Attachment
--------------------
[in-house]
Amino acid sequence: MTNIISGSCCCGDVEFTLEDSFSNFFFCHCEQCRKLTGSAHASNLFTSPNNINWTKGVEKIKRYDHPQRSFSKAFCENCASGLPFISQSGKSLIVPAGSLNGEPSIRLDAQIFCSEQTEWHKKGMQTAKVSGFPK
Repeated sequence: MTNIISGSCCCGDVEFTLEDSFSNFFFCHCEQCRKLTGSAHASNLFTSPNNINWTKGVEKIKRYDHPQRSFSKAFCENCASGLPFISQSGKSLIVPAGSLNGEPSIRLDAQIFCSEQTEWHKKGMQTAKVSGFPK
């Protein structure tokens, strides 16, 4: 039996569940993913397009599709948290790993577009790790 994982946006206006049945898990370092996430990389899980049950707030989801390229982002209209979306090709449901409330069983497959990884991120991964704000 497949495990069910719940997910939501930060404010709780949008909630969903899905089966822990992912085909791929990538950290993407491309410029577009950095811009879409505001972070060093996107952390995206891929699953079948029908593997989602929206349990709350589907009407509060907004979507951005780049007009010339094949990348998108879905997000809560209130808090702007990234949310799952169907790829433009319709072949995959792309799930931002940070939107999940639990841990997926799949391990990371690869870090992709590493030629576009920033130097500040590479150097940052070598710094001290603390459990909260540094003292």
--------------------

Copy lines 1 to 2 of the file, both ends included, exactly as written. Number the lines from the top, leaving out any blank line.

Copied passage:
[in-house]
Amino acid sequence: MTNIISGSCCCGDVEFTLEDSFSNFFFCHCEQCRKLTGSAHASNLFTSPNNINWTKGVEKIKRYDHPQRSFSKAFCENCASGLPFISQSGKSLIVPAGSLNGEPSIRLDAQIFCSEQTEWHKKGMQTAKVSGFPK